Writing 101, Day Three: Commit to a Writing Practice
Title: Thinking Back – Golf Lesson
Most articles I’ve read say that money is the top reason couples fight. Wei and I, however, had spent a lot of time fighting about golfing. Golfing for him is a serious game; for me, it’s a quiet walk on green grass… if I can keep the ball away from the sand trap and water, that is.
Wei wanted to teach me to become a better golfer; I wanted him to leave me alone. After having several negotiations and didn’t see any result, one day on our way to the golf course, I told him not to speak to me on the course. “If you make a sound, I’ll quit,” I said. Of course, that put both of us in a bad mood.
We met Roger and his friend at the first tee. After exchanged names, I said to them, “I am not good at this game. I hope you don’t mind that I may slow you guys down.” It was a speech I often gave to the golfers we were playing with to prevent them getting frustrated later.
Roget laughed. “We’re not good either,” he said.
When three of them managed to fly their balls 175 yards ahead and mine rolled 15, I could tell Roger felt bad for me. “It’s only one bad shot,” he said, looking down.
He stood next to me, watching me play my second shot. I missed the ball totally. Playing with strangers always made me nervous. With him standing so close to me made my swing worse.
Like it or not, I got myself a new golf coach. Roger started paying more attention to my game than his own. “Don’t turn your body too much.” “Go easy.” “Don’t move your head.”… Whenever I had a good shot, he told me I was a good student. Whenever I had a bad shot, he offered some encouragement.
By the time we reached the 5th tee box, I had recovered from my nervousness and was anxious to play. It’s only 140 yard to the green, but there is a creek running right in front of the tee box. As I was getting ready to swing, Roger came and asked, “Which direction do you think you should go?”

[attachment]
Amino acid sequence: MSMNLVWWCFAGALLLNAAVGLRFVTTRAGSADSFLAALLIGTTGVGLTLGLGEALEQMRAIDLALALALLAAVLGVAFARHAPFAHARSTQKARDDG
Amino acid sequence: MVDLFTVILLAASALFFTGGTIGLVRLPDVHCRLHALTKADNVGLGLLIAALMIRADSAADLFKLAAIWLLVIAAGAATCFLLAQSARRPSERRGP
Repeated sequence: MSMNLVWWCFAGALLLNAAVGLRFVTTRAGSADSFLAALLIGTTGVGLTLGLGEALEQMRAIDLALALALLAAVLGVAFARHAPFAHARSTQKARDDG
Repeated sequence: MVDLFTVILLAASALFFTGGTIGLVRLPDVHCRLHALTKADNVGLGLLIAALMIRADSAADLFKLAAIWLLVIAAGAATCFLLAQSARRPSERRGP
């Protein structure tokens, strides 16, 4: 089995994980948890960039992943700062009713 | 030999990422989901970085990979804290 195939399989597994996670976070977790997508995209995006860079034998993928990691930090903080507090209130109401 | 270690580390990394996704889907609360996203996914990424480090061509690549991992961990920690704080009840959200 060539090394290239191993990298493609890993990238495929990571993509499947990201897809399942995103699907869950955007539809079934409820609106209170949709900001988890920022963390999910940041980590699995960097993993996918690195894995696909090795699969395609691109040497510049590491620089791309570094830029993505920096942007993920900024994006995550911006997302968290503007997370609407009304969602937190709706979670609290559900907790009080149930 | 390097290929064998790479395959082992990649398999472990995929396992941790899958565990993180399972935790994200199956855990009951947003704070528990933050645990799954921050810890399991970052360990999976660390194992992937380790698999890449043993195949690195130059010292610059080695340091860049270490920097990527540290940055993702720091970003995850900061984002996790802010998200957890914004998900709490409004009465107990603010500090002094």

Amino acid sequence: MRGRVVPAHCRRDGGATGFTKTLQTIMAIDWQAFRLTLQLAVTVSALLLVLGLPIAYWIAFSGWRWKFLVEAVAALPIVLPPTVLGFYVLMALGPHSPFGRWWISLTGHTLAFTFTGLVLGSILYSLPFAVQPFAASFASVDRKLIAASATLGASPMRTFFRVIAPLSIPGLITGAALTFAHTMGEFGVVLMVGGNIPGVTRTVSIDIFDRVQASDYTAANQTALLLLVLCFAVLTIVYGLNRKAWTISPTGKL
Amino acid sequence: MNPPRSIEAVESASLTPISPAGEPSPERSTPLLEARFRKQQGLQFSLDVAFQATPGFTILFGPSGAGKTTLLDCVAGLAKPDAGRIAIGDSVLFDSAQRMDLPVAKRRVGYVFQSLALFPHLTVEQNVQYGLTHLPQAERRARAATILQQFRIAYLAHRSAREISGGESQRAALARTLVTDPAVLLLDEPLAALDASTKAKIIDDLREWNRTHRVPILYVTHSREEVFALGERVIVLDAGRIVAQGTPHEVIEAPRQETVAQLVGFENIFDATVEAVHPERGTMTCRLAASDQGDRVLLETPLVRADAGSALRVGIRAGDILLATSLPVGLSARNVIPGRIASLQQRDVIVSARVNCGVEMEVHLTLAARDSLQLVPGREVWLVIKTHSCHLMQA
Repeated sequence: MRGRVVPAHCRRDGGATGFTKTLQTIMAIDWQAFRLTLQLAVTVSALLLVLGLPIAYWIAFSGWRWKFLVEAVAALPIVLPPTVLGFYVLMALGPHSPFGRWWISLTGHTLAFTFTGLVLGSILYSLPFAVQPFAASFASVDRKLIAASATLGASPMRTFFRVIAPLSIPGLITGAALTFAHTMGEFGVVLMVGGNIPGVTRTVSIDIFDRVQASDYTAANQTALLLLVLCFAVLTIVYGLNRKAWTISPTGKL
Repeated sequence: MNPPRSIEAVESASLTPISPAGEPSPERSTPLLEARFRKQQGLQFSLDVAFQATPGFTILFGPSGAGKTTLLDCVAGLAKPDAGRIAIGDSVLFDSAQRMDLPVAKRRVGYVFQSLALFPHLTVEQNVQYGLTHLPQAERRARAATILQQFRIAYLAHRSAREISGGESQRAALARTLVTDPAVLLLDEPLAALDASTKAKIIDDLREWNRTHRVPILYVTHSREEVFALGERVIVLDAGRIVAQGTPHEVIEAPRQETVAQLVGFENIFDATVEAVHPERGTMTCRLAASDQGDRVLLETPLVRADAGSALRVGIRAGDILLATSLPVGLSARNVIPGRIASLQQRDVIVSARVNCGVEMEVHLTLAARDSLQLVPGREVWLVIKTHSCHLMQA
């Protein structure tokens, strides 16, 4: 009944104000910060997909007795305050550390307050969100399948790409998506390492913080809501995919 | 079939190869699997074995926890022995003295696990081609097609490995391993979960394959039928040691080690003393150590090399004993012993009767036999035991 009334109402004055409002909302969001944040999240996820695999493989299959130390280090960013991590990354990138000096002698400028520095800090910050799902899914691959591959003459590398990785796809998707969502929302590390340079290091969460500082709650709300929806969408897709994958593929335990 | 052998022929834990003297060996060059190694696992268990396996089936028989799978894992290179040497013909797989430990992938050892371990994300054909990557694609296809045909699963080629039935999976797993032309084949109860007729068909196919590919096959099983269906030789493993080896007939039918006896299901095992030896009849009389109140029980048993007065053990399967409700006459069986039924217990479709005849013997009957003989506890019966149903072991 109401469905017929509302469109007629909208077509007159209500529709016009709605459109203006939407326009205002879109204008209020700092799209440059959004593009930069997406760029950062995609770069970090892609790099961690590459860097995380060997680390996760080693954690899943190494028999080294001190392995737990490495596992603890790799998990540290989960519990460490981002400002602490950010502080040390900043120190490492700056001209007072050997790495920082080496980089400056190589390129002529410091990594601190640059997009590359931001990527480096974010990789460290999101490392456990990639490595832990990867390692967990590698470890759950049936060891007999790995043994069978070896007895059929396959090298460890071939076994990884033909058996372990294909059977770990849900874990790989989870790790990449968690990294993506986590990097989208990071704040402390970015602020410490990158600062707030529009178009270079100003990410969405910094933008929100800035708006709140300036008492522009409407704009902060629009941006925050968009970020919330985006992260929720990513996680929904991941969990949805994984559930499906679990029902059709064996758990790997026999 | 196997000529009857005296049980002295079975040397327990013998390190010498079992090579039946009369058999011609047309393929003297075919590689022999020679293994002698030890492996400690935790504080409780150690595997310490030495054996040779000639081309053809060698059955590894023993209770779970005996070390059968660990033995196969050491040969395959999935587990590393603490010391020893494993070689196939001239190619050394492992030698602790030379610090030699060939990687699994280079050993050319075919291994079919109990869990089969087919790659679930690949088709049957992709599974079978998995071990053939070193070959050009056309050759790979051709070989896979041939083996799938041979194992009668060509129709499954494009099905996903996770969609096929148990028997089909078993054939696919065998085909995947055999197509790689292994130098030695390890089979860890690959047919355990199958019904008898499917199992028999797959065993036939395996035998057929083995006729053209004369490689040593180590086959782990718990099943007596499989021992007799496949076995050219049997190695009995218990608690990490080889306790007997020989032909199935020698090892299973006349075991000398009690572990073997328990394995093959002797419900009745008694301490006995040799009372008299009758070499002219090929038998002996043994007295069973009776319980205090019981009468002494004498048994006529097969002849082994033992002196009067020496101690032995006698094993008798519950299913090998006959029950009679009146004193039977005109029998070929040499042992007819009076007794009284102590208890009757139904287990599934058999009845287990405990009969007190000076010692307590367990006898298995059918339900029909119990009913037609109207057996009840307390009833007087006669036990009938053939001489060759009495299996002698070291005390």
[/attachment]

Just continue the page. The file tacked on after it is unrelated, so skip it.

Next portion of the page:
“The flag,” I said.
“No!” He shook his head. “This way!” He pointed a spot that was 20 yards away from the green. “Do you know why?” he asked.
“Why?” I asked, trying not to get upset at him interrupting me.
“It is the shortest way to get over to the other side! Forget about the green, you have to get over the creek first.”
From the corner of my eyes, I could see Wei grinning. “Ok,” I said, but when Roger stepped back, I still aimed at the flag.
Again, Roger came. “You didn’t get it, do you?” He then showed me how to stand.
“Ok. Ok.” I turned my body a little bit, aiming at a place between the flag and where Roger wanted me to go. I thought it was a good compromise.
Roger stopped me again. “I know. I know,” I said, waving him to go back. I took a deep breath, aiming at the direction Roger had instructed me to and swung the ball. The ball landed 20 yards away from the green. It would land on the green had I not listened to Roger!
Roger scratched his head. “I didn’t know you can hit that far,” he said.
I squeezed out a smile. “I didn’t know either,” I lied.
I thought for sure that after this shot Roger would leave me alone, but no such luck. “You learn fast! Now we can move on to more advanced lessons,” he happily announced. He wasn’t kidding. He followed me all the way to the end.
I played a terrible 9-hole that day. I didn’t enjoy the game. I blamed Roger.
Thinking back, it was really not Roger’s fault. When I started with an apologetic statement saying that I wasn’t good at the game (and I was nervous and lack of confidence), it was easy to be interpreted as “please help me”. Roger, who happens to have a big heart, wanted to help.
Just two days ago, first time, I let Wei give me a golf lesson. He was surprised and happy. And I did learn a couple tricks.